The International Crisis Group employs analysts around the world to gather first-hand information from the field in order to prevent and resolve violent disputes.
Communication Director spoke to Hugh Pope, the Group’s director of communications and outreach, about global threats to peace and stability, the end of the cooperative international order, and how to get vital expertise into the hands of decision makers.
(Main image: In his role as Turkey/Cyprus Project Director for the International Crisis Group, Hugh Pope (right) interviews Sabri Ok, a leader of the insurgent Kurdistan Workers' Party (PKK), at war with Turkey since 1984, at their headquarters in northern Iraq. 2014 / Photo: International Crisis Group.)
Interview by Dafydd Phillips
The International Crisis Group was founded in 1995 but would you agree that its communications has only recently come of age?
The initial idea behind the Group was to connect information from the field in conflict-prone countries with top policy makers, to short circuit what was seen as an inability to get new information from the ground. The statesmen who set us up were trying to prevent, manage and resolve crises and the idea was that they would use information from field analysts to beat on the doors of western governments, often people they knew personally. You can imagine that in this working model there wasn’t much space for a communications plan.
Our first reports were sometimes the length of a book, and published with the assumption that once the statesmen had made up their minds based on our information and analysis, they would do the right thing and fix the conflict. To give you an idea, until 2008 one of our principle means of communication was sending our reports by post to policy makers. I’m serious. I would also say that until a few years ago, our top leadership was completely agnostic about the value of social media.
What occurred to change their minds?
At last people have realised you have to do a lot of reaching out to public opinion, otherwise no one is going to hear your voice and, even if you do manage to persuade the policy maker, they won’t be willing to do anything because public opinion is not with them. We now have quite a sophisticated set of questions we discuss with each of regional Programmes before we launch a report to try to work out: what are the main messages? What goal are we trying to achieve? Who are we trying to reach in particular? Who is going to write a really good series of tweets on the launch day? What aspects of the report will find their way onto social media? Who’s going to write an op-ed and where will it go? Where is it most likely to be seen?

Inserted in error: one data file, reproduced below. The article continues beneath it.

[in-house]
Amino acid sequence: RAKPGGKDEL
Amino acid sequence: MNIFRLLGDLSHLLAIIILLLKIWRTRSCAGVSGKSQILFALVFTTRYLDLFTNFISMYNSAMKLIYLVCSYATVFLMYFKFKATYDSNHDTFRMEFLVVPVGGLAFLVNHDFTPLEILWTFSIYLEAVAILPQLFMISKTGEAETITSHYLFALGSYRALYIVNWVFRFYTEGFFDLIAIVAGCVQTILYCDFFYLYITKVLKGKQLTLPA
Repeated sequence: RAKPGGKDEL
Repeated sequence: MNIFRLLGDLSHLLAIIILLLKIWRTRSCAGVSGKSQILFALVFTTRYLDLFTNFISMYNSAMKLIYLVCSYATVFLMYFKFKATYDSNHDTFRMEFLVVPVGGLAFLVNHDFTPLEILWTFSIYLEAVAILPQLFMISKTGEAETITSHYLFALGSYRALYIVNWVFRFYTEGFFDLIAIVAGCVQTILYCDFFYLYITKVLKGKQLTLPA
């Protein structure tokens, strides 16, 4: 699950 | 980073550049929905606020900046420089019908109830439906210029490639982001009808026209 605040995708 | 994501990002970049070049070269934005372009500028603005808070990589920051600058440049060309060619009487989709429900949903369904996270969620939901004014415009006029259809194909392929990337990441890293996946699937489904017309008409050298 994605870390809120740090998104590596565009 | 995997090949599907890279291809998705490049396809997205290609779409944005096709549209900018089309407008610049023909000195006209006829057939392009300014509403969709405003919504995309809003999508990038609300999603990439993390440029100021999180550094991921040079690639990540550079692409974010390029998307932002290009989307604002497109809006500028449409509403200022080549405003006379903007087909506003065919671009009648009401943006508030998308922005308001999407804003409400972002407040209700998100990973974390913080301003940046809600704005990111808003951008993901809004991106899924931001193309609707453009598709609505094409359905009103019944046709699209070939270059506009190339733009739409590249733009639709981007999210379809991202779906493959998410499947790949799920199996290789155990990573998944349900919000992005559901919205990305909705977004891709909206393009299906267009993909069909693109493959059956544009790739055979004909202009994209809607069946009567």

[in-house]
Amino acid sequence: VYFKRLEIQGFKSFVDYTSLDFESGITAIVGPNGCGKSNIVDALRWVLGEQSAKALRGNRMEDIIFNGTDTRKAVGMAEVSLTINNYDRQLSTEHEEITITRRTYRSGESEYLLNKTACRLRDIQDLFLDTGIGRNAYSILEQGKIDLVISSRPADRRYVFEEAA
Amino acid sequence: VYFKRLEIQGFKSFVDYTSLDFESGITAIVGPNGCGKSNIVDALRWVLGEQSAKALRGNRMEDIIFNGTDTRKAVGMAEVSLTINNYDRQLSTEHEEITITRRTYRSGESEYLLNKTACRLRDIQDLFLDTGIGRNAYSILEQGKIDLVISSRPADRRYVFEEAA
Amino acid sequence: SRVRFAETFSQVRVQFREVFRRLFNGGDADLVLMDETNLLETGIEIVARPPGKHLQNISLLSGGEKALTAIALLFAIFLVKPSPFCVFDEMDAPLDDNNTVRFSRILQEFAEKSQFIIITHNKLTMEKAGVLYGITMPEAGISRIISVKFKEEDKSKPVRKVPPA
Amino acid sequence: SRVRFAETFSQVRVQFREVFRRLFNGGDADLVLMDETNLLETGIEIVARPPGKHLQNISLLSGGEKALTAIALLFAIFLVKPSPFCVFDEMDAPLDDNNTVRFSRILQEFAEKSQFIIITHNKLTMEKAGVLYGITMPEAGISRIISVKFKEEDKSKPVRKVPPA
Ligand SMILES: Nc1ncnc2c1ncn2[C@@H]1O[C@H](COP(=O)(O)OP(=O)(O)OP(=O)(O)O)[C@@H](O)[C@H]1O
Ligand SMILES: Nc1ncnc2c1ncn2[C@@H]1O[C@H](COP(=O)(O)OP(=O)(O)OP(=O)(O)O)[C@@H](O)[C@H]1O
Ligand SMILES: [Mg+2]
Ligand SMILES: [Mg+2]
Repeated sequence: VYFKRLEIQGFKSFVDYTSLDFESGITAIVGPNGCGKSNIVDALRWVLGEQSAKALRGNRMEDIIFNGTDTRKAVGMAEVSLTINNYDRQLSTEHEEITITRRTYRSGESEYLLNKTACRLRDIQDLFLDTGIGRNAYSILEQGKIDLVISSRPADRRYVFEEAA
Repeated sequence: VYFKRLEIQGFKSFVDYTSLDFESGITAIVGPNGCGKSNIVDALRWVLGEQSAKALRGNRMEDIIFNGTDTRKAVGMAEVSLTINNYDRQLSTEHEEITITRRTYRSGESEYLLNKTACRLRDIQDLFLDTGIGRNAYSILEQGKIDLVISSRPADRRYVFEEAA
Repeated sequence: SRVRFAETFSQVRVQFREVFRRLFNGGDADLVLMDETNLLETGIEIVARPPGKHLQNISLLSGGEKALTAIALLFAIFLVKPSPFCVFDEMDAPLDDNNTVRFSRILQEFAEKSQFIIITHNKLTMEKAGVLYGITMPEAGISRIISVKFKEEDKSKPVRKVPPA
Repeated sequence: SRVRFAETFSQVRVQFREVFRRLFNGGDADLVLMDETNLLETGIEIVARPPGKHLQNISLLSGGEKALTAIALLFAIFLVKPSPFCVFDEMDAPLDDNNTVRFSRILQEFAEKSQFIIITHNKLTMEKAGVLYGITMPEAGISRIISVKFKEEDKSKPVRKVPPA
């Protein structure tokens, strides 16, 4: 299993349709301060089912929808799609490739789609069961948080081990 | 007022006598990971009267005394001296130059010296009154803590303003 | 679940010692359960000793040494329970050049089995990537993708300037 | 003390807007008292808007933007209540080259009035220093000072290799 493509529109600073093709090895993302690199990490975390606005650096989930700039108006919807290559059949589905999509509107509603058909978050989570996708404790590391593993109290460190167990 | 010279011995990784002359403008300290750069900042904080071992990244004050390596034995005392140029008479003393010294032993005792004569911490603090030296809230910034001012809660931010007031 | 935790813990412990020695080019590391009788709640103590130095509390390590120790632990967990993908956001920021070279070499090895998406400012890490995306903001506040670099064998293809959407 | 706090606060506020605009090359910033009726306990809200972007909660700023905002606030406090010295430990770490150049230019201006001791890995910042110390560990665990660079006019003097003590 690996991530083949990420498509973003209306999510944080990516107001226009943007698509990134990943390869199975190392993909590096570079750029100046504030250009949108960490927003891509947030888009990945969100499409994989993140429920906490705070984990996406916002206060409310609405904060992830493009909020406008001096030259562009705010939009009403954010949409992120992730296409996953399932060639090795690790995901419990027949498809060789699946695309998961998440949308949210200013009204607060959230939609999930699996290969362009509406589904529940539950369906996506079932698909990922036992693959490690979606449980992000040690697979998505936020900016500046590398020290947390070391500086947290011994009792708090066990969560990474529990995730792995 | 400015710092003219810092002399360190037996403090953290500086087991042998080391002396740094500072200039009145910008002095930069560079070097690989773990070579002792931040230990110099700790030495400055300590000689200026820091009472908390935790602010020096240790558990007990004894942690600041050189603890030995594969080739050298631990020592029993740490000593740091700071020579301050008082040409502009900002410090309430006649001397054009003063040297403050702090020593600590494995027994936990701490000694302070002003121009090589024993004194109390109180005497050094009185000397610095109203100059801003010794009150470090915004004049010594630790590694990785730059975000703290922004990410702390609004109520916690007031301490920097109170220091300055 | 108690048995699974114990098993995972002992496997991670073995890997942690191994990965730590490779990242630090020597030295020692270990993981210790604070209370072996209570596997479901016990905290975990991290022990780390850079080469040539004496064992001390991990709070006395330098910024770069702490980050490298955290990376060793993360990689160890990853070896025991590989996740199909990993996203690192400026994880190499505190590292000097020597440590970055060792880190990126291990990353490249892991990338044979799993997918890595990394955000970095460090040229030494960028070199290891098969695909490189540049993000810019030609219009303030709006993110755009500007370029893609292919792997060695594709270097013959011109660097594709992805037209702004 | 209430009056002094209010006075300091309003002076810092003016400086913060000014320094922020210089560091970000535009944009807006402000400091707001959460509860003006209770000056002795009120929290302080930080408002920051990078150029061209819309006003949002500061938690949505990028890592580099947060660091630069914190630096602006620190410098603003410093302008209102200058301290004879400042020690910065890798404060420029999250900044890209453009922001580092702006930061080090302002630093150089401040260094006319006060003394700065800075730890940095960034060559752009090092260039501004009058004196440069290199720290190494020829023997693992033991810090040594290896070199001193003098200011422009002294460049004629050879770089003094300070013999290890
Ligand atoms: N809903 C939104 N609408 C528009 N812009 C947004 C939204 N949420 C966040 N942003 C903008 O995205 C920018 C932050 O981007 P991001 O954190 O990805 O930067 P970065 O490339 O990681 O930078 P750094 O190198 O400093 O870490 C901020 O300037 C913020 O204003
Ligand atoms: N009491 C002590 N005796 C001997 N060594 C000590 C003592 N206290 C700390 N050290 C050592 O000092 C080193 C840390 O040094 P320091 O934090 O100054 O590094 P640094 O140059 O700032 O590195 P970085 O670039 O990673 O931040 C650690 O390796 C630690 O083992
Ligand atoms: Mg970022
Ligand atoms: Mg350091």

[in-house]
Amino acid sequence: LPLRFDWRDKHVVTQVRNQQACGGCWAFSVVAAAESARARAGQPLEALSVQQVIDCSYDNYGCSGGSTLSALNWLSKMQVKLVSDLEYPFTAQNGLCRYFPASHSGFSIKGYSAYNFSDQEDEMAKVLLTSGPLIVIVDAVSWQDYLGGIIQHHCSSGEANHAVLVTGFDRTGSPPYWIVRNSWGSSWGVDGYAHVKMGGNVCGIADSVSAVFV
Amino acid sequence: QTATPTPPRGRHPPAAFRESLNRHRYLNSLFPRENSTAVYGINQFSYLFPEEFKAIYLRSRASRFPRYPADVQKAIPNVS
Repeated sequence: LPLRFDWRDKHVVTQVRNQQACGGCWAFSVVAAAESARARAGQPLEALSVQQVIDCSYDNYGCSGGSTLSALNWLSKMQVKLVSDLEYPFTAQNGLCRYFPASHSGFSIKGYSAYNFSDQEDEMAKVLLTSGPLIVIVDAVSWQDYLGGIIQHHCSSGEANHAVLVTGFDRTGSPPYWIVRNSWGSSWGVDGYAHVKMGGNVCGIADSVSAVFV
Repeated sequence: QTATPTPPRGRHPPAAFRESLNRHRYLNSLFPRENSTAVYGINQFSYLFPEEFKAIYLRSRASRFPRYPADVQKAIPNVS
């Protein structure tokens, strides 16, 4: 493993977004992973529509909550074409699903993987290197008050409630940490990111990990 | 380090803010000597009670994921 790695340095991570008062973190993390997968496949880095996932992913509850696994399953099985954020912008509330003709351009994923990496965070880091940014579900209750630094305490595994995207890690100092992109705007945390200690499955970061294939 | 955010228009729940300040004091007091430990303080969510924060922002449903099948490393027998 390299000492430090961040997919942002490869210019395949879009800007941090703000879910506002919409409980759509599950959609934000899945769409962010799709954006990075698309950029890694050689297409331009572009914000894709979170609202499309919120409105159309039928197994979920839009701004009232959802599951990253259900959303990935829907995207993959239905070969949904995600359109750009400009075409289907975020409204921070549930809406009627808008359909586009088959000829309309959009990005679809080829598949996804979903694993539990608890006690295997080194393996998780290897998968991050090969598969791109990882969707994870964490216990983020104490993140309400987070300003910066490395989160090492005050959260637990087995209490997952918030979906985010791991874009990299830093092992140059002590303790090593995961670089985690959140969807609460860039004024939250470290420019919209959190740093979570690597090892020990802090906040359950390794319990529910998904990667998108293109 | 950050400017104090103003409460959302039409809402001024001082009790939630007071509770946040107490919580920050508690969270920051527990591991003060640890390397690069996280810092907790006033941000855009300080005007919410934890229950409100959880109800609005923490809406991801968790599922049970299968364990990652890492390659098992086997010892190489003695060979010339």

Also our new website, which was launched last July, has had a huge impact. Before it was almost painful to try to read our reports online. Now these articles, which are long and quite high-minded, have an average reading time of four minutes. That’s double what it used to be with the old website. We’re also very proud that it was one of the five websites that was nominated for a Webby award in our policy category this year. However good the website and communications plan is, the critical thing I have realised now that I am in the centre of things is that you can’t make it up from headquarters. We’re dealing with about 70 conflicts around the world, of which 30 have an analyst who’s mostly concentrating on that. What makes the difference is what the analyst does with the various tools that we give them to influence the course of the conflict they are following. Increasingly we are trying to develop a tool box that we can teach analysts how to adapt for use in their particular country or conflict, rather than dictate to them.
Does the nature of different conflict areas call for different approaches to communications?
Yes. There are still countries where they want paper reports, where they don’t really read online. There are other countries where they only read on their phones. For instance, in Venezuela, where we have a very strong analyst but were little known, promoting on Facebook got a lot of eyeballs onto what we were saying. I don’t like buying ‘love’ that way but when you’re not know to an audience, it seems to me to be a good idea to use it to at least make people aware of you, which is hard for an international organisation that may not be locally known. It’s extraordinary the extent to which not just the communications tools but our actual policy recommendations will vary from case to case.